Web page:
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Expert: With Savings of $15 Billion Annually, Telework Improvements Act a ‘No-Brainer’

in Broadband's Impact/Expert Opinion by

Last week's "no" vote on H.R. 1722—The Telework Improvements Act, will cost American taxpayers $15 billion dollars a year. That’s what passage of the bill could have saved in real estate, electricity, absenteeism, turnover, gas, imported oil, and other costs.

Approving the bill should have been a no-brainer. According to the government’s own figures, lost productivity cost them $71 million each day a snowstorm clobbered the Capital. Based on the cost of projected by the Congressional Budget Office, we’re talking a 250 percent return on investment—and that’s before you consider the impact of weather, disease, and terrorist events that frequently threaten to bring the Capital to its knees.

Federal workers have been required to work from home to the maximum extent possible since 2000—mainly to ensure continuity of operations in the event of an emergency. Yet, while 61% of the federal workforce is considered eligible for telecommuting, only 5.2 percent do. H.R. 1722, and a similar bill still pending in the Senate (S.707), were crafted to close the gap—a problem that stems largely from management resistance.

The bill failed by only 1 percent —all but one of the nay votes coming from the Republican side of the House. Given that an almost identical bill passed in the House during the last months of the Bush administration—it's hard not to blame the reversal on party politics.

Based on our Telework Savings Calculator, if those eligible employees who wanted to work from home did so just one day every other week (the level required in H.R. 1722):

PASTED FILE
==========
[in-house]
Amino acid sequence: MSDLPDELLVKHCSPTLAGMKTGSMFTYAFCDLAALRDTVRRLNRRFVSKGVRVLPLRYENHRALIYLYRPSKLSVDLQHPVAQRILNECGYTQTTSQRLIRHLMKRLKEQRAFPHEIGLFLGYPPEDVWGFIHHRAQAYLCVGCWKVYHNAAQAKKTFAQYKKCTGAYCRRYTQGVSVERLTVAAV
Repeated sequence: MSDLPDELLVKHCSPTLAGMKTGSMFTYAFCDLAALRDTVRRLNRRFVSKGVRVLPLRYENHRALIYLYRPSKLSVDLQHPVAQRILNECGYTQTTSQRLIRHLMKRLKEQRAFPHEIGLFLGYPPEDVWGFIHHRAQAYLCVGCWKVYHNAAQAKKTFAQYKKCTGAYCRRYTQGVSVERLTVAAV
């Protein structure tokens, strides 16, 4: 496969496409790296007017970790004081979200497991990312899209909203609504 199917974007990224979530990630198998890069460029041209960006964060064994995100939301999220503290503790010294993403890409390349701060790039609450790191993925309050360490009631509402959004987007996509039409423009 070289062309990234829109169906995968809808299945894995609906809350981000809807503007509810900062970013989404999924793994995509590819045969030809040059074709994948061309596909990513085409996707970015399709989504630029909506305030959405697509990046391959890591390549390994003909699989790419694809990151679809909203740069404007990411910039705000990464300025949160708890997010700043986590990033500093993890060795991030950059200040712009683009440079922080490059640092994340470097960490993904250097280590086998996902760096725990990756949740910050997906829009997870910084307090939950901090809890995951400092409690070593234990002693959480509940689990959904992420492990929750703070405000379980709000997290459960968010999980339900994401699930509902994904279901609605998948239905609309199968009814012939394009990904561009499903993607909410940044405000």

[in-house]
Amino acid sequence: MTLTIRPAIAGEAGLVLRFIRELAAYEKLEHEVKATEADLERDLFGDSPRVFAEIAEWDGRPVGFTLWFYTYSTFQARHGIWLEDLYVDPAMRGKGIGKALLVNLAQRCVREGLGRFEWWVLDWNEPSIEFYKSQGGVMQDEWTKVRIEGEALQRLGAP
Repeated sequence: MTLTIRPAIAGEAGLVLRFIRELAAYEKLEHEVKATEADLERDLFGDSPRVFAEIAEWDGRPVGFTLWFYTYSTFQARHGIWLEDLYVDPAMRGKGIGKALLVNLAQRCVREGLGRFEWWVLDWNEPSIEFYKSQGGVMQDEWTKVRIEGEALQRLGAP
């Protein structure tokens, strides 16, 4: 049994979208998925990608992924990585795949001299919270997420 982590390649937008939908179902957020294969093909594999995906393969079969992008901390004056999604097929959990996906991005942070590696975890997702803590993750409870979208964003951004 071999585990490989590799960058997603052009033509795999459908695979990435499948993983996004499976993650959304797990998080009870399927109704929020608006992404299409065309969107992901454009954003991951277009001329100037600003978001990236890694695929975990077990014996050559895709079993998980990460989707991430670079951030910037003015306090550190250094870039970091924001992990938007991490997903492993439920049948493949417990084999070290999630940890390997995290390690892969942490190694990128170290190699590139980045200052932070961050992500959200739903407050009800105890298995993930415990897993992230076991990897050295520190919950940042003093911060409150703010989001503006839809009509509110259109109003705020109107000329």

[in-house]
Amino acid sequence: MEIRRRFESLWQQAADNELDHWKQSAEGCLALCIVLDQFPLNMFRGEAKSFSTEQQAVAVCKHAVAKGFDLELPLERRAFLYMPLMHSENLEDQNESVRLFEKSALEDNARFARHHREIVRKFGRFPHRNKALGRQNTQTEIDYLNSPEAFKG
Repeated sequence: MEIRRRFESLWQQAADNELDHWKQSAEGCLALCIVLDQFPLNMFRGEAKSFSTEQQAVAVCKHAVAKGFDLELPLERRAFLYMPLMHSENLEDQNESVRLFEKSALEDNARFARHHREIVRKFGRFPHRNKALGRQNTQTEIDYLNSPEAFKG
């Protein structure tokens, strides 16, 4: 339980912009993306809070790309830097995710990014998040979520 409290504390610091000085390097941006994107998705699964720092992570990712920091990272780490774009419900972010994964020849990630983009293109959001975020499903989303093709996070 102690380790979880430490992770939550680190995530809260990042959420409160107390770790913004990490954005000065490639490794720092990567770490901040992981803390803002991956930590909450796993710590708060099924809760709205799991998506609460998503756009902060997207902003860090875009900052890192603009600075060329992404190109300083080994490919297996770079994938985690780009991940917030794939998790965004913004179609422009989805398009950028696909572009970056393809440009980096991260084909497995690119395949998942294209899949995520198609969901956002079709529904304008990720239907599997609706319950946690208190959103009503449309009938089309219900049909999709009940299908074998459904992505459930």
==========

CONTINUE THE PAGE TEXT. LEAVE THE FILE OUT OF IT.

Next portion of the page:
The Government would:

  • Increase productivity by over $2 billion a year—that's 55,000 man years
  • Save $6.2 billion in real estate, electricity, and related costs
  • Save $10 billion in absenteeism and employee turnover

Individuals would:

  • Achieve a better work-life balance
  • Save $400-$1,400/year
  • Collectively save 57 million gallons of gas

The Nation would:

  • Save 2.9 million barrels of oil
  • Reduce greenhouse gases by half a million tons/year
  • Reduce the strain on our crumbling transportation infrastructure by 1.2 billion vehicle miles
  • Save $117 million in traffic accident costs

The President, the First Lady, and the director of the Office of Personnel Management, John Berry, have all professed their support for telecommuting. A similar bill, S.707 is pending in the Senate. If you believe that workshifting should be the way of the future, I urge you to tell your political representatives why the way to work should be the road less traveled.

Kate Lister, principal investigator at the Telework Research Network (TRN) and co-author of the popular-press book Undress For Success—The Naked Truth About Making Money at Home (John Wiley & Sons, 2009). Her research has been cited in the Wall Street Journal, Harvard Business Review, Washington Post, and dozens of other publications. TRN's free web-based Telework Savings Calculator has been used by company and community leaders throughout the U.S. and Canada to quantify their own telework savings potential.


  1. While the benefits of telework in the federal government are potentially real… for instance the less use of gas by commuters being the most tangible, …. the idea that government workers are “productive” is ludicrous at best. They produce NOTHING. They add nothing to the GNP. They produce nothing that is sold on the market for revenue. A snowstorm day in the Federal Government is not like a snowstorm day at a Catipillar Tractor plant in East Peoria IL.

    If a government worker doesn’t show up for work, nothing in the way of productivity is lost. The facility lease is still paid, the building utility bill is not reduced, the salaries paid remain unchanged unless the poor sole is out of leave, etc., the only saving is personal… commuter expense. The above suggested “savings” are bogus. You would have to have the entire Federal Government not drive to work.

    Now if you could have the Federal work force entirely work from home and no longer have Government building leases, etc… then these figures would make sense… but until then…. its smoke and joke.

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